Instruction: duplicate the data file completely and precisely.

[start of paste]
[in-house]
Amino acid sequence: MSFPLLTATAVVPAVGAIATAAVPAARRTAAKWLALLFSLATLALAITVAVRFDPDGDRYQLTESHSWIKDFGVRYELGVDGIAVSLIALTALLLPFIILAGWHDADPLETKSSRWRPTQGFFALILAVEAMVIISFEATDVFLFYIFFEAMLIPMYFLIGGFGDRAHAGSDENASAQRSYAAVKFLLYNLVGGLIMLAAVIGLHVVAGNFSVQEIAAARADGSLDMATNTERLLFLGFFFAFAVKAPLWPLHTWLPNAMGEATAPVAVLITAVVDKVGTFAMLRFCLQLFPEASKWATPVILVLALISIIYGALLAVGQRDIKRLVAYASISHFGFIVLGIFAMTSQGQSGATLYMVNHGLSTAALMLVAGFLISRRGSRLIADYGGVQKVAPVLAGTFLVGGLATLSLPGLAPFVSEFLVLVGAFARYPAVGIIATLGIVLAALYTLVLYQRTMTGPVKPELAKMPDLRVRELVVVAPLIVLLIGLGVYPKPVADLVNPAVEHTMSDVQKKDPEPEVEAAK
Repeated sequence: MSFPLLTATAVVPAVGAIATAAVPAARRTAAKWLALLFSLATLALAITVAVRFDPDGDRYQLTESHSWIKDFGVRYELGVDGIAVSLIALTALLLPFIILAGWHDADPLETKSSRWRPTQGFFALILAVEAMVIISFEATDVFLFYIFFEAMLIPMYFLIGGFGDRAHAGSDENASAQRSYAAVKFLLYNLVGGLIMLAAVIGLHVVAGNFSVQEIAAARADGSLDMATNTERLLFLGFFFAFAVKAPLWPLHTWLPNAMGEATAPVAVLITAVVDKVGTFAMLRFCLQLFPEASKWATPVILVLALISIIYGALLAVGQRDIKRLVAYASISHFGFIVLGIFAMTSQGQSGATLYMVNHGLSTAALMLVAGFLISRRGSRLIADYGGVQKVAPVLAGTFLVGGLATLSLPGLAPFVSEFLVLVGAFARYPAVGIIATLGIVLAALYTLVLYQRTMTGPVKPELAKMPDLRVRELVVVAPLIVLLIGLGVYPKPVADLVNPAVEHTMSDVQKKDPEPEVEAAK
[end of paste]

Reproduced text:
[in-house]
Amino acid sequence: MSFPLLTATAVVPAVGAIATAAVPAARRTAAKWLALLFSLATLALAITVAVRFDPDGDRYQLTESHSWIKDFGVRYELGVDGIAVSLIALTALLLPFIILAGWHDADPLETKSSRWRPTQGFFALILAVEAMVIISFEATDVFLFYIFFEAMLIPMYFLIGGFGDRAHAGSDENASAQRSYAAVKFLLYNLVGGLIMLAAVIGLHVVAGNFSVQEIAAARADGSLDMATNTERLLFLGFFFAFAVKAPLWPLHTWLPNAMGEATAPVAVLITAVVDKVGTFAMLRFCLQLFPEASKWATPVILVLALISIIYGALLAVGQRDIKRLVAYASISHFGFIVLGIFAMTSQGQSGATLYMVNHGLSTAALMLVAGFLISRRGSRLIADYGGVQKVAPVLAGTFLVGGLATLSLPGLAPFVSEFLVLVGAFARYPAVGIIATLGIVLAALYTLVLYQRTMTGPVKPELAKMPDLRVRELVVVAPLIVLLIGLGVYPKPVADLVNPAVEHTMSDVQKKDPEPEVEAAK
Repeated sequence: MSFPLLTATAVVPAVGAIATAAVPAARRTAAKWLALLFSLATLALAITVAVRFDPDGDRYQLTESHSWIKDFGVRYELGVDGIAVSLIALTALLLPFIILAGWHDADPLETKSSRWRPTQGFFALILAVEAMVIISFEATDVFLFYIFFEAMLIPMYFLIGGFGDRAHAGSDENASAQRSYAAVKFLLYNLVGGLIMLAAVIGLHVVAGNFSVQEIAAARADGSLDMATNTERLLFLGFFFAFAVKAPLWPLHTWLPNAMGEATAPVAVLITAVVDKVGTFAMLRFCLQLFPEASKWATPVILVLALISIIYGALLAVGQRDIKRLVAYASISHFGFIVLGIFAMTSQGQSGATLYMVNHGLSTAALMLVAGFLISRRGSRLIADYGGVQKVAPVLAGTFLVGGLATLSLPGLAPFVSEFLVLVGAFARYPAVGIIATLGIVLAALYTLVLYQRTMTGPVKPELAKMPDLRVRELVVVAPLIVLLIGLGVYPKPVADLVNPAVEHTMSDVQKKDPEPEVEAAK